fake news

Reports Indicate Fake News is Down, But Are These Stats Accurate?

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By all accounts, both Mark Zuckerberg and Facebook haven’t been having a great year.  I don’t even know where to start with the Cambridge Analytica scandal, but it was in 2018 that Zuckerberg (and Facebook) had to testify before Congress, and they also got their fair share of flack from the media (us included) on how they handled user data.  I mean, it was kind of appalling, so no one should be surprised by this.  In addition, there were even calls to throw Zuckerberg out as chairman.  But he might be able to breathe a little bit easier today as three new, independent, studies have shown that fake news is going down overall, on his website.

Is it time to rejoice and throw a parade in his honor? Hardly, because it’s Facebook that basically invented fake news, and we shouldn’t reward someone for fixing something the broke in the first place.  We can absolutely acknowledge them, and be happy that things are changing, but I don’t think we should be celebrating this fact at all.

But what is going on, exactly?  One study conducted came from three researchers at New York University and Stanford.  They looked at 570 sites known for spreading false stories between January 2015, and July 2018.   They found that interaction with fake news sites rose on both Facebook and Twitter from 2015 to a few months after the 2016 presidential election. After the election, data shows that interactions with fake stories declined by more than half. On Twitter, however, interactions continued to rise.

That also doesn’t mean that we should let Facebook off the hook just yet. Study authors Hunt Allcott, Matthew Gentzkow and Chuan Yu show that “interaction with misinformation remains high, and that Facebook continues to play a particularly important role in its diffusion.” Even considering the drop, fake news interaction on Facebook still averages about 70 million per month.  70 million is a pretty high number if you think about it.  Percentage wise it might be moderate for Facebook, but in sheer numbers, that’s a lot.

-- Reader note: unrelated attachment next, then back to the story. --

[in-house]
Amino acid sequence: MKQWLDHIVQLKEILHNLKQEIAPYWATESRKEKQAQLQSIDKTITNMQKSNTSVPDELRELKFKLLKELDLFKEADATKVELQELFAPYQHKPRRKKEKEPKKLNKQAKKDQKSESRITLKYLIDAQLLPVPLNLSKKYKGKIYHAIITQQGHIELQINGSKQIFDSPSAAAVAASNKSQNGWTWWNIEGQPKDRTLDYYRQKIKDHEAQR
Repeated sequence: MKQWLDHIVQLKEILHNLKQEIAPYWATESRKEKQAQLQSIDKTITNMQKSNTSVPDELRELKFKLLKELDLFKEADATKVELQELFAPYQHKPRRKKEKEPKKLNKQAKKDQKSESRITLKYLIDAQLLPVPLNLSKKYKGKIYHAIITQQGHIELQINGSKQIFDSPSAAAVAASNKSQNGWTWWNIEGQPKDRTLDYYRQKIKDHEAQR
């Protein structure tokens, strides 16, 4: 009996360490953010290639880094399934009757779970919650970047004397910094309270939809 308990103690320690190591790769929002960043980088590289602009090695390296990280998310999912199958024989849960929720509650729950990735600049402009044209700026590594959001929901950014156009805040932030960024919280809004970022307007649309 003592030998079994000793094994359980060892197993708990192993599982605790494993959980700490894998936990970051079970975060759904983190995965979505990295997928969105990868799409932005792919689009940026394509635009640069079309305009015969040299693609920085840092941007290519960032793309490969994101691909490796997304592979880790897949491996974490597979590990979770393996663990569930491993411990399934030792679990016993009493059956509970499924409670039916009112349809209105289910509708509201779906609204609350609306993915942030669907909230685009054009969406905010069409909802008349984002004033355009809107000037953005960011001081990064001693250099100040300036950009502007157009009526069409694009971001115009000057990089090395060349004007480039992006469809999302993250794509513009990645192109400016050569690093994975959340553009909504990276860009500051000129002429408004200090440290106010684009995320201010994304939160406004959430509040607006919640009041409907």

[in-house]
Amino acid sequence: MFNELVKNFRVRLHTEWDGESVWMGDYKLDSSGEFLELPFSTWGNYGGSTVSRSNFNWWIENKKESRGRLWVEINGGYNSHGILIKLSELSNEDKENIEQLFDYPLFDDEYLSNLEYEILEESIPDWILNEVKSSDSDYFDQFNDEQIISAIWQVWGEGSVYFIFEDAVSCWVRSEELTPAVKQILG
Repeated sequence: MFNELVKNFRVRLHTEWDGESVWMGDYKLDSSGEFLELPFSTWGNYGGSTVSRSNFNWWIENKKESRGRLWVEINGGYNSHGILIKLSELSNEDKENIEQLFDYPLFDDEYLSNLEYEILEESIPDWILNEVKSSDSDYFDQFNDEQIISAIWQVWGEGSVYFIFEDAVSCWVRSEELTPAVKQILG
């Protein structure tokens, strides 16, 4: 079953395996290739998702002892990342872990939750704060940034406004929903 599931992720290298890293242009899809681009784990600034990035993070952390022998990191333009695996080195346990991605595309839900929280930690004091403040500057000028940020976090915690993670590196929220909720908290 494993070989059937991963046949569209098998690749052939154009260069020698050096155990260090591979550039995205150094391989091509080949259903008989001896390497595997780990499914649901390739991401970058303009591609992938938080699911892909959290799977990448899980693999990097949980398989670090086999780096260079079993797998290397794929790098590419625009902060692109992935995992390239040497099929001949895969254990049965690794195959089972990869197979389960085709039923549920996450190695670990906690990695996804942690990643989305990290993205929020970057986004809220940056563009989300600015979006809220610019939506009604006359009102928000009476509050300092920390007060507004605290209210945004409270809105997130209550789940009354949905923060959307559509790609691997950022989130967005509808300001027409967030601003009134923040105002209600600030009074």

The University of Michigan’s School of Information Center for Social Media Responsibility took a slightly different approach. It created what it calls the “iffy quotient.” This metric measures how much content from “iffy” sites are actually amplified on Facebook. The team came up with a set of websites that published misinformation and labeled such as iffy.  In doing this, the study attempted to define fake news, which posed a bit of a challenge.  That said, they were able to tell that the iffy sites had a higher engagement in 2016 on Facebook than Twitter. And now the statistics have reversed.

So while Mark Zuckerberg might be able to breathe a sigh of relief, we as consumers still have to deal with fake news. I should point out that these studies were only based on Facebook accounts in the United States and France.  Meaning, the instance of fake news might be higher in other countries, so overall the statistics might not be telling of the bigger picture.  Small changes are better than none, so I’m happy to see that happening.  Facebook still has a long way to go, and I’m looking forward to seeing what they do in the coming month and years.